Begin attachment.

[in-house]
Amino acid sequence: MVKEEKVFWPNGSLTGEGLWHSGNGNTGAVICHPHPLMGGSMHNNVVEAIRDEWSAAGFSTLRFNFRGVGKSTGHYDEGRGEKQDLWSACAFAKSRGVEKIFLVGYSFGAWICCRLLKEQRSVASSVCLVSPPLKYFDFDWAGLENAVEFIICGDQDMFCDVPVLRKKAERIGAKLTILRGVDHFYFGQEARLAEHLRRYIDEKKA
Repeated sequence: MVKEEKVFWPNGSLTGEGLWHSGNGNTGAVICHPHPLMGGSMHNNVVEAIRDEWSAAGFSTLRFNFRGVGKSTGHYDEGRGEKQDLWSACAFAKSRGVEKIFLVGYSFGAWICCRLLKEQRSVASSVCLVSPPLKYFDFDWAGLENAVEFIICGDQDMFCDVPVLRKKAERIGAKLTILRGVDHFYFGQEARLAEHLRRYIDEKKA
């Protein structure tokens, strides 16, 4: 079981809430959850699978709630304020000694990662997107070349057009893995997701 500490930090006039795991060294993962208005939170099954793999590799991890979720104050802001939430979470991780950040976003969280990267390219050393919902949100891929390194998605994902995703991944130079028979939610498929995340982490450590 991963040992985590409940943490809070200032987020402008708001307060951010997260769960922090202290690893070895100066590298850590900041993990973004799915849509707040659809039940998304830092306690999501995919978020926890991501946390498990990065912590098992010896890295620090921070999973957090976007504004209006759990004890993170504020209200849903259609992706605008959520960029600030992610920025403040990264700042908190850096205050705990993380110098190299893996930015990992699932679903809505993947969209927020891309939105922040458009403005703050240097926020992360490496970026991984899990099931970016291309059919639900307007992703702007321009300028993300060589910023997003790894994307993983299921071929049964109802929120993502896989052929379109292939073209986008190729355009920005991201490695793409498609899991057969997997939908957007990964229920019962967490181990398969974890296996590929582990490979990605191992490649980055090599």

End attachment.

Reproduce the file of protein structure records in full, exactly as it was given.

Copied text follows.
[in-house]
Amino acid sequence: MVKEEKVFWPNGSLTGEGLWHSGNGNTGAVICHPHPLMGGSMHNNVVEAIRDEWSAAGFSTLRFNFRGVGKSTGHYDEGRGEKQDLWSACAFAKSRGVEKIFLVGYSFGAWICCRLLKEQRSVASSVCLVSPPLKYFDFDWAGLENAVEFIICGDQDMFCDVPVLRKKAERIGAKLTILRGVDHFYFGQEARLAEHLRRYIDEKKA
Repeated sequence: MVKEEKVFWPNGSLTGEGLWHSGNGNTGAVICHPHPLMGGSMHNNVVEAIRDEWSAAGFSTLRFNFRGVGKSTGHYDEGRGEKQDLWSACAFAKSRGVEKIFLVGYSFGAWICCRLLKEQRSVASSVCLVSPPLKYFDFDWAGLENAVEFIICGDQDMFCDVPVLRKKAERIGAKLTILRGVDHFYFGQEARLAEHLRRYIDEKKA
């Protein structure tokens, strides 16, 4: 079981809430959850699978709630304020000694990662997107070349057009893995997701 500490930090006039795991060294993962208005939170099954793999590799991890979720104050802001939430979470991780950040976003969280990267390219050393919902949100891929390194998605994902995703991944130079028979939610498929995340982490450590 991963040992985590409940943490809070200032987020402008708001307060951010997260769960922090202290690893070895100066590298850590900041993990973004799915849509707040659809039940998304830092306690999501995919978020926890991501946390498990990065912590098992010896890295620090921070999973957090976007504004209006759990004890993170504020209200849903259609992706605008959520960029600030992610920025403040990264700042908190850096205050705990993380110098190299893996930015990992699932679903809505993947969209927020891309939105922040458009403005703050240097926020992360490496970026991984899990099931970016291309059919639900307007992703702007321009300028993300060589910023997003790894994307993983299921071929049964109802929120993502896989052929379109292939073209986008190729355009920005991201490695793409498609899991057969997997939908957007990964229920019962967490181990398969974890296996590929582990490979990605191992490649980055090599």